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Osaka to take it match by match at Cincinnati

Cincinnati: Playing in her first hardcourt event in the United States after a difficult summer when she withdrew from the French Open and Wimbledon due to mental issues, Japanese tennis star Naomi Osaka said she will be taking it one match at a time in Cincinnati Masters.

“I would say when I came back from Tokyo, I took three days off, and then I immediately started practicing again. For me, I felt like I played well in Tokyo, but there were still some decisions that I didn’t make that well, so I just wanted to get that feeling back because I honestly haven’t played many matches this year.

“So I would say I’m trying to take it one match at a time, and I don’t even know who my opponent is going to be, so just trying to train really hard each day and see where that takes me,” Osaka said at a media interaction ahead of the tournament.

Naomi has highlighted the mental issues that professional athletes face when dealing with fans and the media. Questions related to her mental health and her relations with the media resurfaced during the interaction on Monday as the Japanese tennis star became emotional and left the room in tears, only to return a few minutes later after composing herself.

Naomi left the room when a journalist asked her about using social media for promoting her ideas but trying to avoid interacting with the conventional media. She came back a few minutes later, asked the journalist to explain his question, and proceeded to answer.

“Ever since I was young, I have had a lot of media interest on me, and I think it’s because of my background as well as how I play. I’m a tennis player. That’s why a lot of people are interested in me,” she said.

“I would say in that regard I’m quite different to a lot of people, and I can’t really help that there are some things that I tweet or some things that I say that kind of create a lot of news articles or things like that, and I know it’s because I have won a couple of Grand Slams and I have done a lot of press conferences that these things happen.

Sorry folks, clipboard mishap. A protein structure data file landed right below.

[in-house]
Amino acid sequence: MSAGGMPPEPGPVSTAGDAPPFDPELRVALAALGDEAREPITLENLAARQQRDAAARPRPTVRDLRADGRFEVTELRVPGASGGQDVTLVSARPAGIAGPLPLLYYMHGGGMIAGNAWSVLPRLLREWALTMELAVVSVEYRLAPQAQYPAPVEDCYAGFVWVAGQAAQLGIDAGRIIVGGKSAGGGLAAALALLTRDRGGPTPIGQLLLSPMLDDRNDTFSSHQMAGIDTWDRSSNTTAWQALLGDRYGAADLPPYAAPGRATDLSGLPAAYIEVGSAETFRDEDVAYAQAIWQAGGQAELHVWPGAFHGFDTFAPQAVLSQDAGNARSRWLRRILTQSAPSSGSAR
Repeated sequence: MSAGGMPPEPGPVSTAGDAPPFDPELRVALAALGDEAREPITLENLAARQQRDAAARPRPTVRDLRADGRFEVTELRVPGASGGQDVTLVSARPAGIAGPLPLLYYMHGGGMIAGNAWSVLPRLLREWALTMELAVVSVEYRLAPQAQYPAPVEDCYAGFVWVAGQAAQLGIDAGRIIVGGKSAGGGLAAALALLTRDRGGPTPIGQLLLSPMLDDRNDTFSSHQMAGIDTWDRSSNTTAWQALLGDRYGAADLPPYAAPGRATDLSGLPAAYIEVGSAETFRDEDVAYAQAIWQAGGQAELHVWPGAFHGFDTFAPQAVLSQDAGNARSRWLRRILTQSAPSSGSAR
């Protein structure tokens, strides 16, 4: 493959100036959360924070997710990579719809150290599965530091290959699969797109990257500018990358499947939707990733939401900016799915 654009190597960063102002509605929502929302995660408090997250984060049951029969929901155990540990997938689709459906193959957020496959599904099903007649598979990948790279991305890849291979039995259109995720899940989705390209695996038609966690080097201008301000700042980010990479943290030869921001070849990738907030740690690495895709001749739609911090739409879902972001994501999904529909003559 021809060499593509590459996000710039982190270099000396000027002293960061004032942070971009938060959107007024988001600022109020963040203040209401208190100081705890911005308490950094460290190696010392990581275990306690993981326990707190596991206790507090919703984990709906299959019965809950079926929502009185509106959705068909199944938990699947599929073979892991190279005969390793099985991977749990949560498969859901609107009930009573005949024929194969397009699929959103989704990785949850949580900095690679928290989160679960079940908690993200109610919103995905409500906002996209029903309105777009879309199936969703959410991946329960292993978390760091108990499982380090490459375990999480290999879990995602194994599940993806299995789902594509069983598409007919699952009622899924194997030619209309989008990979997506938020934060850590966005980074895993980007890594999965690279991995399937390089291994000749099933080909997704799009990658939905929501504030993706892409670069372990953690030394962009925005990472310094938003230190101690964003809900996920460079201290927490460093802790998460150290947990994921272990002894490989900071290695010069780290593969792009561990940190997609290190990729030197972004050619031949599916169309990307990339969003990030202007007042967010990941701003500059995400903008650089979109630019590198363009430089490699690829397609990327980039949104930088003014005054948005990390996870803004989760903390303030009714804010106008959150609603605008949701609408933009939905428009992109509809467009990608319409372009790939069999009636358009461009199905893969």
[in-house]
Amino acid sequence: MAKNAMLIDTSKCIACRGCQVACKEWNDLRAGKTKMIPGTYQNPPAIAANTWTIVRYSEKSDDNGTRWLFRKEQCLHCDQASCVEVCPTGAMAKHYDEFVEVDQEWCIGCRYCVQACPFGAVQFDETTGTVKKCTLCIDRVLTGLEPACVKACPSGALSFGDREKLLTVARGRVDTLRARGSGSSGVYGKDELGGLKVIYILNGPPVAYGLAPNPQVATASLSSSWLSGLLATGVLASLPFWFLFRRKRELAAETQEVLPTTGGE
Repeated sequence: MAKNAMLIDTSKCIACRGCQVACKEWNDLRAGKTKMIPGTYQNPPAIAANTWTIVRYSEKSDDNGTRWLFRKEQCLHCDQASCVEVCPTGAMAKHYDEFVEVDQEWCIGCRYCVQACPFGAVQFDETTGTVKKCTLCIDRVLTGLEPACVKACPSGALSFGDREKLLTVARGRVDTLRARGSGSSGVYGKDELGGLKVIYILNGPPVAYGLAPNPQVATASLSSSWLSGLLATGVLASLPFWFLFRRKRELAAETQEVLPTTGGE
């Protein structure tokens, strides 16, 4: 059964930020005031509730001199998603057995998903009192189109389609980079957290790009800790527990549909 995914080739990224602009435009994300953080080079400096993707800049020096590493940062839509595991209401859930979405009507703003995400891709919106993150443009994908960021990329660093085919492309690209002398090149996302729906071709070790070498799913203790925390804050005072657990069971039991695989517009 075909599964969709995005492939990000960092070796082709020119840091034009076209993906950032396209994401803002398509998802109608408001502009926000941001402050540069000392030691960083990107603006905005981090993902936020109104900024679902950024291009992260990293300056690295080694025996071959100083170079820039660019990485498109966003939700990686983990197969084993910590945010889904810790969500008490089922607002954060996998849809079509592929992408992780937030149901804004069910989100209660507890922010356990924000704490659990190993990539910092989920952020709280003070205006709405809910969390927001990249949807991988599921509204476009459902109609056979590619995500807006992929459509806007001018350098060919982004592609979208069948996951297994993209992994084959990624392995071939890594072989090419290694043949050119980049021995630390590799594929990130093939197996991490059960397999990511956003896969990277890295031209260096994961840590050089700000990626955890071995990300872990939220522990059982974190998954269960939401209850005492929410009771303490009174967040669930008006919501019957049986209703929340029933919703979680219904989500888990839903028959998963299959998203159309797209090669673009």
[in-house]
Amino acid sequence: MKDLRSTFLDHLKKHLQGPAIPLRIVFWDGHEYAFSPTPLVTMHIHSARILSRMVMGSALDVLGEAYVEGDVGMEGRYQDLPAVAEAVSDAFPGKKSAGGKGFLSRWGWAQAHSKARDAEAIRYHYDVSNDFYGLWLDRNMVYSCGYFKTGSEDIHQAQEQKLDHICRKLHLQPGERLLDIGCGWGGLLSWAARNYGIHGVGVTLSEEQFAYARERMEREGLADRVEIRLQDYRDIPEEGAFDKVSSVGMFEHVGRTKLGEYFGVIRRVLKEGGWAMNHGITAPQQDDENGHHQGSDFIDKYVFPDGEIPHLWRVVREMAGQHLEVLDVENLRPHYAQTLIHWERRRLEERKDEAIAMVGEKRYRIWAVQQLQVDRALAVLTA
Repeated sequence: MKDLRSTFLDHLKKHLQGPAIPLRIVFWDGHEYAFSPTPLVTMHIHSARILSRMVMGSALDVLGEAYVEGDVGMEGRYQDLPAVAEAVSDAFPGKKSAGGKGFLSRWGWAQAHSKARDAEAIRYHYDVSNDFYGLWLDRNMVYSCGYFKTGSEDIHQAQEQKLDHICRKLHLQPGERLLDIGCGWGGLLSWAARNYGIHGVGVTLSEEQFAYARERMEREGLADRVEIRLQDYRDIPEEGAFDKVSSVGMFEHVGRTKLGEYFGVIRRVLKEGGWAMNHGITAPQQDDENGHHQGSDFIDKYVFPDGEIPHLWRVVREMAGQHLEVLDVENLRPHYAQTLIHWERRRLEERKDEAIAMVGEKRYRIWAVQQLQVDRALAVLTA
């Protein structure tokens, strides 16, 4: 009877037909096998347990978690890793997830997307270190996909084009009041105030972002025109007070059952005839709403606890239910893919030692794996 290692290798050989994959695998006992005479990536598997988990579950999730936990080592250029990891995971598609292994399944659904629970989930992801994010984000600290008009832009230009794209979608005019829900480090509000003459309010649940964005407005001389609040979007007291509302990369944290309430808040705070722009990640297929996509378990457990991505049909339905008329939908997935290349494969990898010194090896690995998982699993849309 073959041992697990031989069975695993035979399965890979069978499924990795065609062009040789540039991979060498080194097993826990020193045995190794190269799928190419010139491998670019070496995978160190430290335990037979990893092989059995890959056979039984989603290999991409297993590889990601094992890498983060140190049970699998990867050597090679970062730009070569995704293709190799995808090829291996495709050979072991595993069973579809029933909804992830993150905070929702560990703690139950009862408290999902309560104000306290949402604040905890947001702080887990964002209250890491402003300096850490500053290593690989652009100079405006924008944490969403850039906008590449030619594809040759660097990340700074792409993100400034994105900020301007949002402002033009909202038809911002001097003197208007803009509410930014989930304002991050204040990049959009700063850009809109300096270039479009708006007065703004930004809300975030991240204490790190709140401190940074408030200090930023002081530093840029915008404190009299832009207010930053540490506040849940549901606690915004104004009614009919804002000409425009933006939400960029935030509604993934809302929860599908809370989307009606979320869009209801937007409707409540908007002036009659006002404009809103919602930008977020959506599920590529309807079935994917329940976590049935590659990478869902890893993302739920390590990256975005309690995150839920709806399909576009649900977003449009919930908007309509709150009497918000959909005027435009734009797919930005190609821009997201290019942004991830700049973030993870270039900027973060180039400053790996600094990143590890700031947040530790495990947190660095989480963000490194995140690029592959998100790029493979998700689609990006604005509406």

“But I would also say, I’m not really sure how to balance the two. I’m figuring it out at the same time as you are, I would say.”

The 23-year-old four-time Grand Slam winner is participating in her first tournament on the US hardcourt circuit as she gets ready to defend her US Open title. She will be participating in the Cincinnati Masters where she will donate her prize money to earthquake relief work in Haiti.

Asked whether she is proud of herself after her decision to bring awareness to mental health issues, Naomi said, “I would say for me, in that moment I wasn’t really proud. I felt like it was something I needed to do for myself. More than anything, I felt like I holed up in my house for a couple of weeks, and I was a little bit embarrassed to go out because I didn’t know if people were looking at me in a different way than they usually did before.

“I think the biggest eye-opener was going to the Olympics and having other athletes come up to me and say that they were really glad that I did what I did. So after all that, yeah, I’m proud of what I did, and I think it was something that needed to be done,” Osaka was quoted as saying by the WTA Tour.

The Japanese tennis star also spoke about her experience at the Tokyo Olympics where she became the first female tennis player to light the Olympics flame. Osaka, who was expected to win gold’for Japan in women’s singles, lost in the third round in the Olympics.

“I feel like definitely [lighting the torch is] a moment that I’ll be the proudest of myself. I think my ojiisan was probably yelling at his TV when it happened. It was surreal. I had to do a rehearsal the night before, but it felt very top secret. I didn’t know I was the first tennis player to carry the torch, but definitely, that’s something that I’ll remember in my heart.”

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